Over the past couple of months, it’s been a bit different living with Handsome. He got all excited about this pair of books, and hardly talked about anything else. Not only that, but they led him to constantly play music by this one guy, and while it’s all good, and often great, I developed a craving for Bach, Beethoven, Billie Eilish – anything but… Okay, it’s not true – this has really been fun!
I mean, you have heard of Elvis Presley, right?!
The basics of Presley’s life story ought to be familiar to you – born into poverty in the Southern U.S., a shy, awkward boy, he paid a local studio so he could record a song for his mother, and later went back there with a guitarist and bass player to jam, recording music that changed history: his talent, sexy charm, and mixture of multiple styles he loved creating something unique and original, exploding him into the most popular performer of this new thing called Rock and Roll. Breaking the world’s teenage hearts when he signed up to join the Army for two years, he returned an even bigger star, though becoming more bland and ‘safe,’ till his music and movies got so boring it seemed he was through. Then, shocking the world, he “came back” and became the top live act in Las Vegas, till that destructive lifestyle pushed him into depression and drugs, killing him at 42.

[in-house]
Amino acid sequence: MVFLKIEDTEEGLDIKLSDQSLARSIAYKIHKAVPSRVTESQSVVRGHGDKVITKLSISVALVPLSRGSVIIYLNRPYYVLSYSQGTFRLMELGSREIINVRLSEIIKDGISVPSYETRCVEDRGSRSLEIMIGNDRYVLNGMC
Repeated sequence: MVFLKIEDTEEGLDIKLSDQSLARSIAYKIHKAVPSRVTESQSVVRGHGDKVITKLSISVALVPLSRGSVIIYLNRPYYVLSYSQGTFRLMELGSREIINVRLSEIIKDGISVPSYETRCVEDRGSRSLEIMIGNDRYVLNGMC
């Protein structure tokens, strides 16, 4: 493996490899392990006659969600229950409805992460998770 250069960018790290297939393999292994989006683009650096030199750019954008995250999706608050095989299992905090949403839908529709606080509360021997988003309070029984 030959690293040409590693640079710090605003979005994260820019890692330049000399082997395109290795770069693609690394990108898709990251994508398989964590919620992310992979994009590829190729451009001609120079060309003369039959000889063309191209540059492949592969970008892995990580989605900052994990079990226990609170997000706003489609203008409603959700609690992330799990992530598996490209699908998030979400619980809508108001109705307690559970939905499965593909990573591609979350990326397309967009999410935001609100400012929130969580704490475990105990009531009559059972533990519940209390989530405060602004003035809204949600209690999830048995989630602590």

A glorious and tragic story, one we’ve seen variations on too many times – Judy Garland, Carmen Miranda, Michael Jackson… always leaving the same sad question: What Could Have Saved Them?
So these giant biographies that Handsome dived into, Last Train to Memphis (about the exciting early years) and Careless Love (about the more complex later ones), both by Peter Guralnick, told him pretty much everything anyone could want to know about the man often referred to now as The King. The obsessive work it took to create his singing style, the conflict between his deep religious faith and the irresistible fun that stardom offered, the girls girls girls, the drugs (which started, not in Hollywood or Vegas, but in the army, where soldiers were given all the amphetamines they wanted, to keep them alert and active), and the miserable loneliness he battled always – but did they answer that big question? Not really.
However, I wonder if a key was hinted at, one I want to share with you because I think it’s important, not just to this grandiose life, but maybe for you as well.
Shortly before he died, Elvis told a friend about a nightmare he had suffered over and over, since he’d first hit it big: “All his money was gone, the fans had abandoned him… he was alone.”
Think about that. For twenty years, close to every night, this most popular and successful of performers would dream of his life being the opposite. His greatest fear.
But dreams are funny things. When I dream of fighting off mountain lions, is that a bad or good dream? It’s scary, but also way more exciting than anything I experience shut in Handsome’s yard. And maybe that dream is telling me that I’d be living my truest and happiest life in the wild – or that I could even save lots of lives by reducing the fierce mountain lion population!